Reader's Take: The Pittsburgh Steelers



(Editor's Note: We always welcome our readers to send in submissions for the site. We can't gurantee we'll post it, but if it's good enough and fits in with the site we will. Today's article from a reader is about the Pittsburgh Steelers. Disagree? Then feel free to send in an article about your favorite team here.)

The Pittsburgh Steelers currently have more Superbowl championships than any other NFL Franchise. This is a representation of sports excellence, no doubt. Does it however indicate a question within American society, which is: do we love winning at any cost? I will lay out one reason why the aforementioned question falsely appears to be true, and two reasons it seems to be false according to the six Lombardi trophies possessed by my hometown Steelers.


We are known as a defense that intimidates because of our style of play. To say we are malicious or show bad intentions is incorrect; mainly because we play within the rules. As a result of playing within the rules, Steelers fans are justified in taking pride in our style of defense. You will often hear sports analysts and commentators credit our defensive players and coaches with being effective year after year because of the tradition of Steeler football, a brand that is widely admired for it’s consistently high rankings. That is the benefit; the cost is the image in the eyes of some sports fans and even non-sports fans that we reflect what is wrong with American football


The Pittsburgh franchise inspires great loyalty; it is almost like a brand name. Few teams in sports do this, and the ones that do are almost always the most successful teams, with the most storied traditions. What this shows is that winning is not worth sacrificing a successful tradition. This idea is mentioned in trades made (ex. only bringing in a certain type of player), staff acquisitions, and sometimes in game strategy. Also, the teams that effectively become a brand name become associated with what is positive about sports in general, and said franchises have a reach beyond there geographic territory (Steeler bar in every state, that’s right “Here we go...”).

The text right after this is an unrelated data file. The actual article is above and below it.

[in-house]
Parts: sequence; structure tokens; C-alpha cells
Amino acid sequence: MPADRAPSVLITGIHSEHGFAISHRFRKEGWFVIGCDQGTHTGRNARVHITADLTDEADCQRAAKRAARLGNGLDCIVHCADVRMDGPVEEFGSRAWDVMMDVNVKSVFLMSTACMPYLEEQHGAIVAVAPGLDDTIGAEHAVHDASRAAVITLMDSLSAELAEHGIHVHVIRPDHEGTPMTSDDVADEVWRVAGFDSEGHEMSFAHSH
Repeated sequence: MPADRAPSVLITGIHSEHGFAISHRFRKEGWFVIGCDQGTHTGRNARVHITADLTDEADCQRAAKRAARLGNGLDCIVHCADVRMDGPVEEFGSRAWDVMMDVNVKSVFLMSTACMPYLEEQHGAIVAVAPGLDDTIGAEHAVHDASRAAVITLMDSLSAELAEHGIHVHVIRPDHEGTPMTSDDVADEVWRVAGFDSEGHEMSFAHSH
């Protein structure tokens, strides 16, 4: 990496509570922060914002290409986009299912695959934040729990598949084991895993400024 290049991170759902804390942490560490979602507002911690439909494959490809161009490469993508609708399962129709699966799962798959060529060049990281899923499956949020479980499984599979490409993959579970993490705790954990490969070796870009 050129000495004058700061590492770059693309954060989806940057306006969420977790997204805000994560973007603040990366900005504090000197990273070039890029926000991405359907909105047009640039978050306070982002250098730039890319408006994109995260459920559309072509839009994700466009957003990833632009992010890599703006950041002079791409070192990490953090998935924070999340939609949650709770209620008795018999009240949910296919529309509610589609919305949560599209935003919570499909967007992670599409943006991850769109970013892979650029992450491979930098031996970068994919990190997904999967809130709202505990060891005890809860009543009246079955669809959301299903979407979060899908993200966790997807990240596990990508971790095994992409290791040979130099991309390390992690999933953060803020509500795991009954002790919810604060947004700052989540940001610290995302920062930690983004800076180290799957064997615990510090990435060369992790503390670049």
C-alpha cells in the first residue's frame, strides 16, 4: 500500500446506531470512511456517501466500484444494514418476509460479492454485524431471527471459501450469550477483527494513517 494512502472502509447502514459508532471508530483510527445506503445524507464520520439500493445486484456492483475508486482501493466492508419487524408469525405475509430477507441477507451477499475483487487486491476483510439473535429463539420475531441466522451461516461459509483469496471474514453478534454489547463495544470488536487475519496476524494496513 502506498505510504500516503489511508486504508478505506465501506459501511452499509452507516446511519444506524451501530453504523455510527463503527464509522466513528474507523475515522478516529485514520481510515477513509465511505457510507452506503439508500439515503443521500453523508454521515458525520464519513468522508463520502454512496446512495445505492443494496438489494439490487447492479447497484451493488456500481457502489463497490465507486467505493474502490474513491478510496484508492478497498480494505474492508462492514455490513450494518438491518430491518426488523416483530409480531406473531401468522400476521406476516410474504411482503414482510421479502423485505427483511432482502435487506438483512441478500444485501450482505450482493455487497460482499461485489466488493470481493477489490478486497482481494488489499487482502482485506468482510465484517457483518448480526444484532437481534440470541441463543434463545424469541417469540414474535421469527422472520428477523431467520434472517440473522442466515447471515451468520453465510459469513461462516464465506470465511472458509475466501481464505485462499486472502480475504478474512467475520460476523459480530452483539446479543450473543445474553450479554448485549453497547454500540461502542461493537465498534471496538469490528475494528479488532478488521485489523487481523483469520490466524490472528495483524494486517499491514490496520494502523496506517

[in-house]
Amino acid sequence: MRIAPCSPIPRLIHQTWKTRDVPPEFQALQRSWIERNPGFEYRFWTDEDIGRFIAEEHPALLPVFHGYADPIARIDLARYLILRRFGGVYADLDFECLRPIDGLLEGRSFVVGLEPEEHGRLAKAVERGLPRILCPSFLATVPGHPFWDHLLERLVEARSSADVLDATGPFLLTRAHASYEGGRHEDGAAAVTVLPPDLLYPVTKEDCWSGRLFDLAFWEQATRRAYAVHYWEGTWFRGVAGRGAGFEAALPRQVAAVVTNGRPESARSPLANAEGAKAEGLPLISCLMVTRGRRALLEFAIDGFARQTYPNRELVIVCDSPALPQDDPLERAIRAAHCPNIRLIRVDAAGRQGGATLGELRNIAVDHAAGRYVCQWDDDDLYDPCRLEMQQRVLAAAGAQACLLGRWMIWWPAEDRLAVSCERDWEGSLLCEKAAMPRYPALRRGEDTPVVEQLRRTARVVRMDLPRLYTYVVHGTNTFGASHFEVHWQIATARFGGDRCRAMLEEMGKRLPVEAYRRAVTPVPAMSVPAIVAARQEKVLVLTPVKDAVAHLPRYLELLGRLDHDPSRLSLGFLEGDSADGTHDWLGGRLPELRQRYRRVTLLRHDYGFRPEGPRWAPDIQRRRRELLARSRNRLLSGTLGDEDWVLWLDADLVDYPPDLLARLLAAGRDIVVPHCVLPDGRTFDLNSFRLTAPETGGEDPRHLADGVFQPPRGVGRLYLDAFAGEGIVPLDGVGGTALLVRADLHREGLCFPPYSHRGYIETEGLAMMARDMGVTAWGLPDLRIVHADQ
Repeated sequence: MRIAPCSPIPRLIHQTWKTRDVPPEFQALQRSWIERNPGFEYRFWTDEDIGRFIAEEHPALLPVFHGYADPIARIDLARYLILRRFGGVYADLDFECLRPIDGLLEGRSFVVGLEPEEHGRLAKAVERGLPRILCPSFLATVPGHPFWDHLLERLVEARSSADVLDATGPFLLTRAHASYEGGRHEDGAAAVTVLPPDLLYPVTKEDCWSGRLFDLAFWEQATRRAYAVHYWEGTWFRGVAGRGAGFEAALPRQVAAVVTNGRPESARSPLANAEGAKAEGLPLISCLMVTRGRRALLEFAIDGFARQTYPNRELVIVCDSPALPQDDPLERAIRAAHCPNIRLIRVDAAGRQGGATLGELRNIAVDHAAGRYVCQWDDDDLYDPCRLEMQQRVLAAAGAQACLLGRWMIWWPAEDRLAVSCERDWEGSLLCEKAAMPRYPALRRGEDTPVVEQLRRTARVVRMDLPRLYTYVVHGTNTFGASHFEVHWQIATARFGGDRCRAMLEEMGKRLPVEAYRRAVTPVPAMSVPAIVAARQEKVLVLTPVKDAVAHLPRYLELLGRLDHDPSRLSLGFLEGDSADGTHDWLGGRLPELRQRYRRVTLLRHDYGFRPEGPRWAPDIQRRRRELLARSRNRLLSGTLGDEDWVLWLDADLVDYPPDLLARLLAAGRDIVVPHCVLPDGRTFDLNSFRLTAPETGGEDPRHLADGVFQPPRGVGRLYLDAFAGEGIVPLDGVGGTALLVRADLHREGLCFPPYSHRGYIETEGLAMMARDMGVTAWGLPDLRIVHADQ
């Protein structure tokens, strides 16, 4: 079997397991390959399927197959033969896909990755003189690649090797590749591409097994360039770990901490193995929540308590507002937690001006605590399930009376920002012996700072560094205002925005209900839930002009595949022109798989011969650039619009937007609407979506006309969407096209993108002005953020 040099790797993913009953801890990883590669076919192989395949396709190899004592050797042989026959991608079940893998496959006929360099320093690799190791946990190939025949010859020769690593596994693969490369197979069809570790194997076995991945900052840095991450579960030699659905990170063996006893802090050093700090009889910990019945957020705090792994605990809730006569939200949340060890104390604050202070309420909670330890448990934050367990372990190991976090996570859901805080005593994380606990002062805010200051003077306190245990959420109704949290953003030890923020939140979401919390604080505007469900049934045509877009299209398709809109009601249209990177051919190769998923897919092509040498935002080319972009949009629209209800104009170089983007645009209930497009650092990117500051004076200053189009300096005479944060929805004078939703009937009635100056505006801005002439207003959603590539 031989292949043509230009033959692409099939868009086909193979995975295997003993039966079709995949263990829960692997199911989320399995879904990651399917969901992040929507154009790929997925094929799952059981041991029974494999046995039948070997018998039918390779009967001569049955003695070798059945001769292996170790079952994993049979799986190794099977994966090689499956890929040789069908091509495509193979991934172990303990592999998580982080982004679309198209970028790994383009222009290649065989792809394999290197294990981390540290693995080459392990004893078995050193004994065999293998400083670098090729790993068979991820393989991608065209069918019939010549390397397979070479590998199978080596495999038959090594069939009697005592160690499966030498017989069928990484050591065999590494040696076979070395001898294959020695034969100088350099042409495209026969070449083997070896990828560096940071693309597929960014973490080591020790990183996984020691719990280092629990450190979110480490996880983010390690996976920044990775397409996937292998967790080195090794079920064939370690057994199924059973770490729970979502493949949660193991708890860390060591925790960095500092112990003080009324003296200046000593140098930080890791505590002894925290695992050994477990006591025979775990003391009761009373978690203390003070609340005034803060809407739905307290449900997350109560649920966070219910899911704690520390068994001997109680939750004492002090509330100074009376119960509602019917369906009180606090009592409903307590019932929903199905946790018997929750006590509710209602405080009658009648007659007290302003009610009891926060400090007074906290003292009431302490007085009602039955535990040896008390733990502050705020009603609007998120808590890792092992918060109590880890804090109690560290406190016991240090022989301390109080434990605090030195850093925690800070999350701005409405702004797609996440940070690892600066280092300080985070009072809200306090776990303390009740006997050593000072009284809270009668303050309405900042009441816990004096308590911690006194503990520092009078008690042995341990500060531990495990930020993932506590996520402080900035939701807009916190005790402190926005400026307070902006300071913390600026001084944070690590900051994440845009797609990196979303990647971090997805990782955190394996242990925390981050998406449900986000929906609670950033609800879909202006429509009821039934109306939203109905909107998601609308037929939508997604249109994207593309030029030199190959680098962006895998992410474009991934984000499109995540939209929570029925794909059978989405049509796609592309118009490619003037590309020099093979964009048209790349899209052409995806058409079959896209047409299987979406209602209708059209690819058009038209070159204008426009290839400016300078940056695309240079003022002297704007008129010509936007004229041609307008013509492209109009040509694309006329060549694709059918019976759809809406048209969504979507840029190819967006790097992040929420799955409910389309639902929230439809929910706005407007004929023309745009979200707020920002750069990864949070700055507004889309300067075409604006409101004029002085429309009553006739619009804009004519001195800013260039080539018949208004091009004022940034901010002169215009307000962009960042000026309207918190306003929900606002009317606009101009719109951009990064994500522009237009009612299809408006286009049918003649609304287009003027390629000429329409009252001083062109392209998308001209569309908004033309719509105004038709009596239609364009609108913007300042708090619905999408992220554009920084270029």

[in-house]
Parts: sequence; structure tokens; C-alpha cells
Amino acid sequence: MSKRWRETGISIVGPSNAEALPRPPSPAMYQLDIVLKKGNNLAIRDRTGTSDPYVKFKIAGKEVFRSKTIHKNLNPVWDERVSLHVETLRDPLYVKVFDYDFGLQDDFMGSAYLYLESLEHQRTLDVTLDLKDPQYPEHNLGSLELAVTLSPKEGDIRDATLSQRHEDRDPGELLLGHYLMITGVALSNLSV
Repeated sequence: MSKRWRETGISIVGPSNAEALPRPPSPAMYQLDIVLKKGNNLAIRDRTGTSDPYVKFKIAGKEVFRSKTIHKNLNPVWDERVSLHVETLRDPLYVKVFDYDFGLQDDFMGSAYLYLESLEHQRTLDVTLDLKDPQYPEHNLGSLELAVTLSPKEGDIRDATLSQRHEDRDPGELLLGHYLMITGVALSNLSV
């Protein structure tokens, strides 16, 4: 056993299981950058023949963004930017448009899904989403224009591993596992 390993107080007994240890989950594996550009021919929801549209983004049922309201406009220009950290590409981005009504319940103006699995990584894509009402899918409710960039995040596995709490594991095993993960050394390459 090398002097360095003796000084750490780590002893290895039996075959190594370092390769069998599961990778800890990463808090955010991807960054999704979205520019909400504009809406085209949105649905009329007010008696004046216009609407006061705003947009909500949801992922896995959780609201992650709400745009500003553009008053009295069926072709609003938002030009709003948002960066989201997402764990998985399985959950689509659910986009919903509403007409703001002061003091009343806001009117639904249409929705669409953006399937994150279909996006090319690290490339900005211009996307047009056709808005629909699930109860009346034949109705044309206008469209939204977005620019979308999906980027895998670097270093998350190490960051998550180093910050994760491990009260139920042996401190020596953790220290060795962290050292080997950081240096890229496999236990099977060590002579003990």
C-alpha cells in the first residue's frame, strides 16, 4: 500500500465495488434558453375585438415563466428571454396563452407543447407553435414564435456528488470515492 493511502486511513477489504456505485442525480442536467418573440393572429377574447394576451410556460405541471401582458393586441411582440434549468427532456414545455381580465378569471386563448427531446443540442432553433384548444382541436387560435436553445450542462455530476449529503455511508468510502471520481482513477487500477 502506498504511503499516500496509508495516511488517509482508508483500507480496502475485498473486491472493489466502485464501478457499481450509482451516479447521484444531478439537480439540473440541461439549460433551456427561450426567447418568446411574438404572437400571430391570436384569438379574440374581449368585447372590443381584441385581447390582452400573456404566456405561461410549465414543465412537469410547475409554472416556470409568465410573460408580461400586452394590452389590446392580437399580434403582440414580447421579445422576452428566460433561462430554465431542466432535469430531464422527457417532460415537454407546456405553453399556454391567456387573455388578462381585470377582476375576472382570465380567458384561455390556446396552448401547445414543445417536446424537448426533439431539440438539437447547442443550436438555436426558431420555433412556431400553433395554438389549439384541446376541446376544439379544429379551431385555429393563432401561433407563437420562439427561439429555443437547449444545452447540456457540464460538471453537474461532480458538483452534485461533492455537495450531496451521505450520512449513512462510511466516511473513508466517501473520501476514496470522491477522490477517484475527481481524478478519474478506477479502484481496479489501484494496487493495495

Do you know how hard it is to get Steeler tickets? Real talk, you literally are considered fortunate to get to attend any game once the regular season starts. This fact represents not only the popularity of a franchise, but a cultural connection with what that team represents. Yeah the Steelers are hard hitting, but guess what? Daily life in Southwest PA can it it citizens hard, but we like our “Stillers”, still find a way to be on the positive side of the ledger. Sure when we lose two games in a row we are critical, but when we come out of that losing streak, we swear “Pittsburgh’s goin’ to the Superbowl”. Even in seasons when we are below .500, talk soon shifts from how horrible we performed to all the options we have with a high 1st round draft pick. We as fans refuse to sacrifice our loyalty for statistics; instead we sacrifice our tears in hopes of doing better next year.

In summary, while the Steelers will always have the ghost of the danger of being too physical in the room. They will also always have the “Ghostbuster” (80’s kids RULE) of representing two of the most positive things about sports: having an honorable tradition, and being part of the cultural fabric as a piece of America.

-Henry Opoku

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